“In the first year in F1, we gave credibility to TW Steel, people began to notice the brand, and it gave retailers confidence because we were investing in the brand,” said Stewart Bain, the company’s chief commercial officer.
“In years 2 and 3, we began to look a lot more at revenue generation and utilizing the sponsorship program to drive commercial opportunity globally. It allowed us to sell a significant amount of Lotus Formula One TW Steel watches, but looking forward it was a case of asking: ’Well, can we continue to sell more Lotus watches or have we reached a tipping point?’”
Force India was a good fit for the next step because the watch maker is targeting the emerging markets in India and the fact that its ownership and other sponsors are from that country ties directly into that strategy.
Even though Lotus is a frontrunner and Force India is a mid-field team, the company saw a bigger business opportunity, which was more important than being with a squad that is more likely to win.
“We would never write a cheque for the sake of being in F1,” Bain said.
“Our three years with Lotus was extremely successful and we achieved or surpassed everything we wanted, but we need to use F1 to deliver a new set of commercial objectives.”
On the other side of the sponsorship equation is Hugo Boss, which has been a partner of the McLaren team for 32 years. It’s the longest continuous sponsorship in motor racing and the clothing maker has no plans to change it.
“We are devoted fans at Hugo Boss and McLaren have been devoted fans of us. It’s like a marriage and we are thrilled to be a part of it,” said Hugo Boss Canada’s managing director Lanita Layton.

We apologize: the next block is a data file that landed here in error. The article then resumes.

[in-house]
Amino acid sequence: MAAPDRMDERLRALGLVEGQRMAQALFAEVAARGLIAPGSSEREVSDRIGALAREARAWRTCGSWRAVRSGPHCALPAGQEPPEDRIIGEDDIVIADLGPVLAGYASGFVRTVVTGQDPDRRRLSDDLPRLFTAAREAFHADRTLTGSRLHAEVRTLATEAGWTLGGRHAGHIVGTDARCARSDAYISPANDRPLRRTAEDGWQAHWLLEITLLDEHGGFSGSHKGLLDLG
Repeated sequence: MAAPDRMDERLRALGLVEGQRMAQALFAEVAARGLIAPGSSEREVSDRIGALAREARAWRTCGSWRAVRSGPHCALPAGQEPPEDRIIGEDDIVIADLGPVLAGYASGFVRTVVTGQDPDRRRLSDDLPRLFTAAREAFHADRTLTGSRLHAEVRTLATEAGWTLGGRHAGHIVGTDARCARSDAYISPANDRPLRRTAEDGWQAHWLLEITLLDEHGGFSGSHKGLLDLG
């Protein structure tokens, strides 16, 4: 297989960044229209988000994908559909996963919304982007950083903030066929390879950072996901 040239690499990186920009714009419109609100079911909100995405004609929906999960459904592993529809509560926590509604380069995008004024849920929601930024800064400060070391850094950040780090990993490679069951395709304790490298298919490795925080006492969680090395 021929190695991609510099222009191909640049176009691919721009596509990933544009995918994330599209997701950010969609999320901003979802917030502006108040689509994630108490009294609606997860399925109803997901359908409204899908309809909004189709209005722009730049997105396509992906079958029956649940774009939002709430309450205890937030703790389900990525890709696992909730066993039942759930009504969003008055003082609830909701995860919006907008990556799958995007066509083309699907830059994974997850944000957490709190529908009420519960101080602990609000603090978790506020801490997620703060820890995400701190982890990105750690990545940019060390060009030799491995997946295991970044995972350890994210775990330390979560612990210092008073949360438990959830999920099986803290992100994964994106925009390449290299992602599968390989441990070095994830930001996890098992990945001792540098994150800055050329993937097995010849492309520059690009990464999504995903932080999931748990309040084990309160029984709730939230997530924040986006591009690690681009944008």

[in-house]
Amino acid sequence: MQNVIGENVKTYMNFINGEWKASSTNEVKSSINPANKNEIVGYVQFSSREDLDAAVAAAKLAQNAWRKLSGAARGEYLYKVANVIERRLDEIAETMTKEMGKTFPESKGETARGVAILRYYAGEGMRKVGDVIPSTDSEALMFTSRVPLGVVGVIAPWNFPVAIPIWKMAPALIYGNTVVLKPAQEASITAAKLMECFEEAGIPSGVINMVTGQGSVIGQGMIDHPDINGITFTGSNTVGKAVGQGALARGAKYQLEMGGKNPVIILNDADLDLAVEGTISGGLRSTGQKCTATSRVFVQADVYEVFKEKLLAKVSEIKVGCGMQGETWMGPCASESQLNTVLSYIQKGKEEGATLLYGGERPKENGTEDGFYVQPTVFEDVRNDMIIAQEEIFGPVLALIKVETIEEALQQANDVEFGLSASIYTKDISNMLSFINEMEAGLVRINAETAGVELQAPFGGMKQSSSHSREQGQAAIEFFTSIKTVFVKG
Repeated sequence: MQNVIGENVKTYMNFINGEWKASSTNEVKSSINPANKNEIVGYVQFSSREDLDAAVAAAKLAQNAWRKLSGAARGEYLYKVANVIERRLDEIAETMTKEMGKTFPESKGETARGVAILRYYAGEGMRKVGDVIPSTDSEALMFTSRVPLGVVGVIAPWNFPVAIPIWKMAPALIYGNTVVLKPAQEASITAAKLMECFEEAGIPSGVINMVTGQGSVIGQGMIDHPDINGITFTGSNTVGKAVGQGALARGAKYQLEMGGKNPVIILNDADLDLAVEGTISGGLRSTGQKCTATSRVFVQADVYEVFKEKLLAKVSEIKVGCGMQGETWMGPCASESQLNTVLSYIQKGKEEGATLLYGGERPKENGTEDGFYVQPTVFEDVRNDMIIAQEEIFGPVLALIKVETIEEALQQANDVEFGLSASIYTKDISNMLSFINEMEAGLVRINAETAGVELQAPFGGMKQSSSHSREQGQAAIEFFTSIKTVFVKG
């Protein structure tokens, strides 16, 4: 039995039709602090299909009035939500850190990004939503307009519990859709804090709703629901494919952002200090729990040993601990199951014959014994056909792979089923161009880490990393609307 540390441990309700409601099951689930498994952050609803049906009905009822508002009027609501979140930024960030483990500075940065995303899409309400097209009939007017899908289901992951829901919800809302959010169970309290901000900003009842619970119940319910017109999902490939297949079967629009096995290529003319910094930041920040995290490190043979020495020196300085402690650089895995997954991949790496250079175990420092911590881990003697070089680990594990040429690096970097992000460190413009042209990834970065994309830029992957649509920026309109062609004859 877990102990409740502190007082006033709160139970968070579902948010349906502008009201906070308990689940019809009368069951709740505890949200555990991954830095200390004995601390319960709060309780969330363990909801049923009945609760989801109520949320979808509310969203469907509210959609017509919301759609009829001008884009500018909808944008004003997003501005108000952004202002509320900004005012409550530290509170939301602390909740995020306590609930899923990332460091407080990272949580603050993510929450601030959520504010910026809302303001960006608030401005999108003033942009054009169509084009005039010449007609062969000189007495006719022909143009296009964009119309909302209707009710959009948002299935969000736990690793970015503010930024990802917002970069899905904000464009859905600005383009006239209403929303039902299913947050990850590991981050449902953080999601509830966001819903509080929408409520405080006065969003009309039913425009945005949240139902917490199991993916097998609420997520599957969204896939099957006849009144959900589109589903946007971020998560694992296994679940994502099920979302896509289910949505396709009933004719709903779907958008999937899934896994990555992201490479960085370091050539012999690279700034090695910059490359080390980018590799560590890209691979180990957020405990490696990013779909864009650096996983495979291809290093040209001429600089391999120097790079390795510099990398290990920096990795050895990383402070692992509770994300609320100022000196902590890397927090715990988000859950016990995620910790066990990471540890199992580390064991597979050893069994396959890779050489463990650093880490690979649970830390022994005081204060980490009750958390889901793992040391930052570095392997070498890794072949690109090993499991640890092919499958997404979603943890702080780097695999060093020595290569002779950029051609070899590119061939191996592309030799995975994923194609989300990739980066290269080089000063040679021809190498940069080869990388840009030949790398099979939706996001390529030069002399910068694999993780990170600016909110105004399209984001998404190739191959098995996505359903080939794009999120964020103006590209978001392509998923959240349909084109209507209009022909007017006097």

“And let’s face it, our brand looks great on racing drivers and they love the brand.”
During its time with McLaren, the Boss brand has been promoted over the years by a who’s who of F1, including multiple world champions Niki Lauda, Alain Prost, Ayrton Senna and Fernando Alonso.
Today, 2009 world champion Jenson Button is its marquee representative with the McLaren team, which he pointed out is not owned by a manufacturer and relies heavily on its relationships for success.
“For us, sponsors are everything. We need big sponsors and big partners to be involved in McLaren or otherwise we wouldn’t be at the front in F1,” Button said.
“Plus, I really love doing Hugo Boss stuff. Not every sponsor you enjoy – I am not going to lie, but I must say Hugo Boss events are good and I get to wear nice clothes while doing them.”
While TW Steel looks for new markets and Hugo Boss sticks with tried and true, Axalta will spend most of the 2013 season working to ensure the new name becomes a strongly recognized as the old DuPont label.
While it won’t be easy, having someone like Gordon as your point man is not a bad thing.
“If a significant business entity were sold and rebranded without someone like Jeff Gordon and the notoriety of the No. 24 race team, you are essentially going to have to start that brand with almost zero equity,” Deas said.
“It’s our belief that with Jeff, the No. 24 team and Hendrick Motorsport we have an advantage, and we are going to build on that.”